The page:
Many consumers concerned with healthy living like the idea of using purifiers to clear the air around them of harmful particulates. These devices are often thought of as large and bulky, but Redwood City, California–based Wynd Technologies, Inc., is working to make them more efficient and intelligent.
Startup Wynd has created its namesake water-bottle-sized smart purifier not only to be portable but also to be primed to offer users the ability to track the quality of the air they are breathing.
CEO Ray Wu, formerly an engineer for such companies as Bose and Broadcom, founded Wynd in 2014 after leaving a job to “build something of [his] own.”
Wu, an electrical engineering and computer science graduate of MIT, said creating the Wynd device was a natural for him because air quality has long been of concern to his family.
He was born in Beijing, and many of his family members still live there.
“China has gotten a lot more economically developed, but every time I go back it feels like the buildings are rising higher, [and] the air is getting a lot worse,” Wu said.
He explained that the Wynd team aimed to solve air-quality problems not only in Beijing; they see air quality as a global issue.
In the U.S., Wu said, though the pollution problem is not as severe as in China, dense urban areas with traffic and industrial activity, among other factors, trigger respiratory allergies in many.
Alan Cohen, a pediatric lung specialist and adjunct clinical instructor at Stanford University School of Medicine, agreed. “Here in the U.S. [the problem of air pollution] is less burdensome,” Cohen said, “but we’re not free of that concern.”
Said Wu: “We wanted to help all those people [who worried about air quality].”
To be able to do so, Wu’s company ran a successful Kickstarter campaign in 2016, raising more than $600,000 and exceeding its fundraising goal of $50,000 within 40 days. The company began mass-producing the purifier and its separate sensor in April 2017 and said it has since shipped worldwide to thousands of customers.
Although Wynd has been sold primarily online thus far, the company began offering its devices this month in the Palo Alto and San Francisco sites of b8ta, a software-powered retailer that designs its stores to allow consumers to learn about and try the latest tech products.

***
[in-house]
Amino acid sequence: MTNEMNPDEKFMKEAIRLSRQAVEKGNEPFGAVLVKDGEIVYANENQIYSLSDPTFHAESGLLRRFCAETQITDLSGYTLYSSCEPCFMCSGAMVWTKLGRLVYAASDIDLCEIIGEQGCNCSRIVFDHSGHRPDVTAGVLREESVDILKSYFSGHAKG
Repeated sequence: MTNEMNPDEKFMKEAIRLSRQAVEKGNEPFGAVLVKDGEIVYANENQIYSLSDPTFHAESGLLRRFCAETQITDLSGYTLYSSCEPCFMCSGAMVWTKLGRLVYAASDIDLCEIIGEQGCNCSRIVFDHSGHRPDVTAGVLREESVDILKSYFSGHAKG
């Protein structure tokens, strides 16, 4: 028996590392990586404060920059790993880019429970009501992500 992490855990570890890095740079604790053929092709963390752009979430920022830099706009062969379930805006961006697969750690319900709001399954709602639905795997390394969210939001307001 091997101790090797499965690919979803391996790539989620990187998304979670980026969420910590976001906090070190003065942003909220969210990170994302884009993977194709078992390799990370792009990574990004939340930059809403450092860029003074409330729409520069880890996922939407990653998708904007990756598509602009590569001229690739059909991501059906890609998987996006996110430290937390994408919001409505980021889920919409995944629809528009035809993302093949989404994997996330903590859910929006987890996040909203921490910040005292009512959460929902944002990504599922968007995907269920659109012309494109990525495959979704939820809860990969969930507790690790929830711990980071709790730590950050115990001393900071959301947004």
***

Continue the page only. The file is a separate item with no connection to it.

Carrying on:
Using 3-D printers, Wu said, Wynd made the initial prototypes for a team member who had just had a baby and wanted to put the device in her daughter’s stroller because the infant had developed rashes and a cough when traveling, including throughout parts of Asia.
“We thought the big purifiers you can buy don’t really fit, and they’re not very mobile," Wu said. "So we built prototypes for the daughter."
Though the device was designed for use around infants, Wu said, the team quickly received interest from adults who wanted to use the products themselves. But first, the system needed a little more tweaking.
“It’s such a small device," he said, "You can feel the airflow, but you don’t know if it’s working,” he said.
To remedy the problem, the Wynd team brought laboratory-grade sensors to users so they could see for themselves whether the device was cleaning the air. When the customers seemed satisfied with those findings, Wu said, the idea was sparked for the company’s detachable Air Quality Tracker, the sensor that comes with the purifier.
Wynd purifier lead engineer Eric Muñoz said one of the product’s strong suits is its ability to produce 9 liters of air flow per second despite its small size.
Muñoz, formerly an aerospace engineer focused on creating jet and rocket turbines, said Wynd’s partnership with the Delta Fan Business Group allowed the company to create a low-turbulence fan for the Wynd purifier to clean the air and distribute it in a 3-foot radius near the user.
“Most purifiers are about cleaning the air in a large space and allowing it to disburse,” Muñoz said. “Our goal is to create a bubble of clean air for you to use as you move around.”
Wu said he wants the Wynd purifying system to crowdsource air-quality data to help people make informed lifestyle choices.
“We’re basically building the Waze of air quality,” he said, referring to the community-based traffic-navigating app. “Already we’re getting tens of thousands of data points every week from all over the world. With more local data, [users] can make decisions about where to work and live and play.”